Since the emergence of additive manufacturing, the material PA12 has made a name for itself as a lightweight, robust and resistant plastic for private and industrial 3D printing. However, PA12 has been known for much longer under a different name: nylon. In addition to their use in the manufacture of women’s stockings, PA12 nylon filaments have conquered additional applications and markets.

In 3D printing, PA12 usually appears as a white, opaque powder or as a filament. Both can be processed with common and established 3D printing technologies. It is one of the most widely printed materials in the world, and the trend is still on the rise. Thanks to properties such as good abrasion resistance and chemical resistance, the automotive industry has also been quick to take advantage of PA12 material.

The Wohlers Report 2022, a respected annual industry report, notes that around €2.6 billion was spent on 3D printing materials in 2021 – including metals, filaments, photopolymers, and polymer powders. Polymer powders claim the majority of that amount at 34.7%, followed by photopolymers (25.2%), filaments (19.9%), metals (18.2%) and other materials (2.0%). Of course, other plastics such as PA6 or PP can also be found among the polymer powders, but these often pose processing problems. As a result, PA12 has become the standard in the 3D printing industry. Let’s take a closer look at the material.

What is PA12?

PA12 belongs to the polyamide family, a group of plastics composed of very long molecular chains, which themselves consist of repeating monomers. The ‘12’ in the name polyamide 12 stands for the number of carbon atoms per monomer. PA12 was discovered around 1935 by Wallace Carothers, a US chemist. While it was initially used mainly for the manufacture of toothbrushes, the first women’s nylon stockings came onto the market around 1940.

In the mid-1980s, PA12 nylon materials entered the additive manufacturing scene around the same time as additive manufacturing itself. Thus, the first 3D printing technologies and 3D printing trials were already using polyamides to produce smaller prototypes. PA12 nylon is one of the thermoplastics that can be deformed when heat is applied and remain in its new shape after cooling. This process can also be repeated in thermoplastics, unlike thermosets, in which the molecular structure is destroyed when heat is applied. Polyamide 12 is obtained petrochemically from crude oil or natural gas. However, there are also newer bio-based processes, such as PA12 being obtained from palm kernel oil.

What are the advantages of using PA12 materials for 3D printing?

As a 3D printing material, nylon is one of the most widely used plastics in additive manufacturing. It can be processed as nylon filament, powder, or resin within all established 3D printing technologies such as the FDM 3D printing process, the SLS process and the HSS process for 3D printing, as well as SLA 3D printing. With its thermoplastic properties, nylon is particularly suitable for 3D printers that use heat to deform or bond the filaments.

PA12 properties also include very good flowability, which is crucial for precise layer application in powder bed-based 3D printing technologies. Nylon in filament or powder form is also characterized by its high chemical resistance, toughness, and tensile strength at low temperatures, and its strong frictional properties. This makes 3D printing with nylon filament or powder suitable for various industries.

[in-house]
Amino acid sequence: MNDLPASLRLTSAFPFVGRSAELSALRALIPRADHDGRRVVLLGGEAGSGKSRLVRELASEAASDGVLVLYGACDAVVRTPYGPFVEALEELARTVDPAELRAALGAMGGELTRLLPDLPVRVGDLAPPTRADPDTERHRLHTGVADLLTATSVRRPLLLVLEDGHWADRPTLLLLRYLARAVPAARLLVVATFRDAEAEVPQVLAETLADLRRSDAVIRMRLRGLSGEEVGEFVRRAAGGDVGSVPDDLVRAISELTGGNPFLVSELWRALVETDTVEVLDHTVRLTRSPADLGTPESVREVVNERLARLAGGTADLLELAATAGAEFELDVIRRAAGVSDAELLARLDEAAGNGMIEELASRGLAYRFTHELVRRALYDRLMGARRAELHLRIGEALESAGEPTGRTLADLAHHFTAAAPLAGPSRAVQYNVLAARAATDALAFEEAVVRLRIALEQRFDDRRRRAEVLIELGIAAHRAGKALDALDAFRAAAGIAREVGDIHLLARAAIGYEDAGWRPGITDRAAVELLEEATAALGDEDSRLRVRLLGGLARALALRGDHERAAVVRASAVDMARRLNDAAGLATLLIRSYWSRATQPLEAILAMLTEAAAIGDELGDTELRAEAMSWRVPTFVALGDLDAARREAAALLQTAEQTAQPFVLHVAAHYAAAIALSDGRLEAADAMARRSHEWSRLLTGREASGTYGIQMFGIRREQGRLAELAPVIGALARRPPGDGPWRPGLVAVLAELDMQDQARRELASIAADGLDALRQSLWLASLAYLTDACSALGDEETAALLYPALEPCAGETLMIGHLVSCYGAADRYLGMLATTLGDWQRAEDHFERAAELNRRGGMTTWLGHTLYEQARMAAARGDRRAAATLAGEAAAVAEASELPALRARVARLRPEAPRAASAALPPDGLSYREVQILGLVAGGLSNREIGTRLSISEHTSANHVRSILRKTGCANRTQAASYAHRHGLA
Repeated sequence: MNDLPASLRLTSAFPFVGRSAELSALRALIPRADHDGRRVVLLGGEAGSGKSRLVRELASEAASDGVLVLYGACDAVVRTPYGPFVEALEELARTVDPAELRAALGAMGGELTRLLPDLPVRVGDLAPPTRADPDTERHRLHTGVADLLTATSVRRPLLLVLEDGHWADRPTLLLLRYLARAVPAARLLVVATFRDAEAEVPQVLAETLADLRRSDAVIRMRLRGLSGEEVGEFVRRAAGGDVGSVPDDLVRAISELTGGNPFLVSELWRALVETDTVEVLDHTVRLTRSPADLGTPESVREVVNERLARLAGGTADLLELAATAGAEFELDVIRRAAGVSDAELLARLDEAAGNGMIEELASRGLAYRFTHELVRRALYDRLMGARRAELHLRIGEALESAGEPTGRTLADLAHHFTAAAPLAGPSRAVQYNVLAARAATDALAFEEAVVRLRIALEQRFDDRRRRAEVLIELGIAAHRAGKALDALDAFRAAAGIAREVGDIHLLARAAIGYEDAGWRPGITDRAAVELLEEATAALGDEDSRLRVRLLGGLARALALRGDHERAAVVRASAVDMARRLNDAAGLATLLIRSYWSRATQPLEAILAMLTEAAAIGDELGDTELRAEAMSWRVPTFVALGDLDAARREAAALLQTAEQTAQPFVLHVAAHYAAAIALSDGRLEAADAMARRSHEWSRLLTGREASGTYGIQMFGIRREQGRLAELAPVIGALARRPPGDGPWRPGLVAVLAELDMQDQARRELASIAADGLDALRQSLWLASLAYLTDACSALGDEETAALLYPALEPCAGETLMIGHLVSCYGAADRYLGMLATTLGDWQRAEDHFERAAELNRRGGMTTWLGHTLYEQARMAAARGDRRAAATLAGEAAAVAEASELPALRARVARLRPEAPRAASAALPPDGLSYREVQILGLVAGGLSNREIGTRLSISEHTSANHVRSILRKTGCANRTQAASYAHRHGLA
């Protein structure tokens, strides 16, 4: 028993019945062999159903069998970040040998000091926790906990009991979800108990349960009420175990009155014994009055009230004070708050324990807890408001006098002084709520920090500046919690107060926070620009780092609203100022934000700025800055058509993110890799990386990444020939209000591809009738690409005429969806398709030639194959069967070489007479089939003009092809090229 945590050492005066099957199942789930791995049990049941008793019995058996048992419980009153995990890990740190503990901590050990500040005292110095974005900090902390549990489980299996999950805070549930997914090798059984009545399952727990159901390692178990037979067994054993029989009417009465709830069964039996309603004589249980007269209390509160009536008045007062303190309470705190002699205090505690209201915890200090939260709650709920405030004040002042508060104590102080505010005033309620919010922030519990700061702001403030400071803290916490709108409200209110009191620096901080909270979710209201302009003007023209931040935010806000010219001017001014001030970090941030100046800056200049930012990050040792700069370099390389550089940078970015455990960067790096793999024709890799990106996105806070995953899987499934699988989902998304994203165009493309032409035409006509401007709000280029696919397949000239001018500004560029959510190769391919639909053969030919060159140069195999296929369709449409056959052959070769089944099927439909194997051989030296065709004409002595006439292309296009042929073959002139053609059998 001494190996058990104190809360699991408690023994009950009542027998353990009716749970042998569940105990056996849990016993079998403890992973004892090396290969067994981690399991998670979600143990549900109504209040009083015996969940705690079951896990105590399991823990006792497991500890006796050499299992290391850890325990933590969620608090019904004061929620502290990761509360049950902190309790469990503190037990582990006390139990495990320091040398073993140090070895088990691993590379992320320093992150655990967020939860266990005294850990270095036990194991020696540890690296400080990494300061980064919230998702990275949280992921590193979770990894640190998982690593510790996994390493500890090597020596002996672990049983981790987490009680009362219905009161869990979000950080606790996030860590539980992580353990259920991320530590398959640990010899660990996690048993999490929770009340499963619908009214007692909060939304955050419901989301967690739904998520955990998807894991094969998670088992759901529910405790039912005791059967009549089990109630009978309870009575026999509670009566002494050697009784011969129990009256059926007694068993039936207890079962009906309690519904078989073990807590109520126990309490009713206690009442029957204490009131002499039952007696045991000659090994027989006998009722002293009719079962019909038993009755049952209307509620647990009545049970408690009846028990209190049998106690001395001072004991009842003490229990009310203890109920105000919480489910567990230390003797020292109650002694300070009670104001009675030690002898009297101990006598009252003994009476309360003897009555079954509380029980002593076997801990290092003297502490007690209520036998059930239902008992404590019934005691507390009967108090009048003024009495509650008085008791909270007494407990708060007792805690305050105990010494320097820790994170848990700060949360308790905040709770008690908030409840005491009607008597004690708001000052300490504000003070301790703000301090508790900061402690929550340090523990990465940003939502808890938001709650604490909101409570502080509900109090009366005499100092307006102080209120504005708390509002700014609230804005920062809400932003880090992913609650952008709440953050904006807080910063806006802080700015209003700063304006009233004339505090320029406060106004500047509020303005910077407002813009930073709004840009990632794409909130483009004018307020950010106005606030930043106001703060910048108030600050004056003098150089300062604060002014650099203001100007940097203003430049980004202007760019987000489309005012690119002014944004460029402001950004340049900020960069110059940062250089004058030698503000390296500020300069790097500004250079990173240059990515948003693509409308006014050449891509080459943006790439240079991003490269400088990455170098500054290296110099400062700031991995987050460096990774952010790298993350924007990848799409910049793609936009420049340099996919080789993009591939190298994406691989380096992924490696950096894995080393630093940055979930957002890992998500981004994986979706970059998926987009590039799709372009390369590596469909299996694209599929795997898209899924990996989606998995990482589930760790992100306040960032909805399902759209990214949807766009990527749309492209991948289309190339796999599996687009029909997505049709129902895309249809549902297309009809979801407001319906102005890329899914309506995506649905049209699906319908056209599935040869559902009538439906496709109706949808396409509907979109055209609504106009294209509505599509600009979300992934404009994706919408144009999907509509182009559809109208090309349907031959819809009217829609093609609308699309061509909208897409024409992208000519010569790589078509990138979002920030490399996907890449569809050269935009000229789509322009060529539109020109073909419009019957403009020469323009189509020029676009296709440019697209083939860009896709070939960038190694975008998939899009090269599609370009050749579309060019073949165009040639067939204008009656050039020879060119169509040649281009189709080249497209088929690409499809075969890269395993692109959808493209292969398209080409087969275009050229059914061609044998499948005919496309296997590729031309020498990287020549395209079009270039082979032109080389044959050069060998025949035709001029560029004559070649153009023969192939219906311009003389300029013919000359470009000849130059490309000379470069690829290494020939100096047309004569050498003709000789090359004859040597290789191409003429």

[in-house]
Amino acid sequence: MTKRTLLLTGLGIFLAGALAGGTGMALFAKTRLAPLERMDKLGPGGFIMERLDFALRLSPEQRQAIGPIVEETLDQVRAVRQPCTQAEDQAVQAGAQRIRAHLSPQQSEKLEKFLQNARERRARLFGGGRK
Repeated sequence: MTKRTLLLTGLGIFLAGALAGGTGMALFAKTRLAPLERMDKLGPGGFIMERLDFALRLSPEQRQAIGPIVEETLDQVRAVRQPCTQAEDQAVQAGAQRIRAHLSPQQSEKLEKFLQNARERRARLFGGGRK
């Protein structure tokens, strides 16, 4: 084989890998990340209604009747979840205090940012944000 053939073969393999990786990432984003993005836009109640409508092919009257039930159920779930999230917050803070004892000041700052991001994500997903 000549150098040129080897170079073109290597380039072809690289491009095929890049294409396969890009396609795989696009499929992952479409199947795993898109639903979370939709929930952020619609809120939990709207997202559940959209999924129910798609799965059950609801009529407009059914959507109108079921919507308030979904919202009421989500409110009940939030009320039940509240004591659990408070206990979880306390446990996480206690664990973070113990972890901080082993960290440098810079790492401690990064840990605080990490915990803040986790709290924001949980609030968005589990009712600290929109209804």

Is PA12 suitable for all 3D printers?

The most common 3D printers for PA12 nylon filaments and powder can be found in the ranks of FDM, SLS and HSS. In FDM 3D printing, PA12 is drawn as a filament through a heated nozzle. It is melted in this nozzle and then deposited layer by layer on a build platform. In the SLS process, PA12 comes in powder form. The powder is laid out on a build platform and then sintered layer by layer with a laser according to the CAD data set. Unsintered powder remains loose and can be recycled and reused.


In comparison to conventional processes, sintering is not carried out using complex laser technology, but pixel-precise using heat-reactive binders.

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The HSS process is also powder-based. But unlike SLS, the powder bed is inked with an infrared light-absorbing ink and then irradiated with infrared (IR) energy. The colored areas absorb the energy and fuse together, while uncolored powder remains loose and can be recycled and reused after 3D printing.

What can be made from PA12 materials in 3D printing?

Which products, prototypes, or components can be created with PA12 nylon 3D printing depends strongly on the respective application industry. In the fashion industry, nylon is anything but unknown, especially in connection with ladies’ stockings. 3D printing with nylon filament or powder, on the other hand, is something special. For example, shoes, dresses, skirts, or various accessories can be 3D printed from nylon.

In the automotive or aerospace industries, 3D printing with PA12 is suitable for prototyping in the classic sense, for example, to test a design in a wind tunnel, but also for printing gears, interior parts or brackets, and much more.

Since it is considered to be particularly dimensionally stable and can withstand pressure and impact, it is also used for line linings (hydraulic, fuel or cooling lines). In winter sports, PA12 is often found in the form of ski bindings or ski boots. 3D-printed PA12 components are also used in mechanical engineering at voxeljet. For example, we print various machine components such as sensor holders, light wave holders or print head covers on our HSS systems.

You can read about the behavior of other materials in 3D printing here:

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To learn more about our 3D printers for nylon filaments and powders, contact us today.

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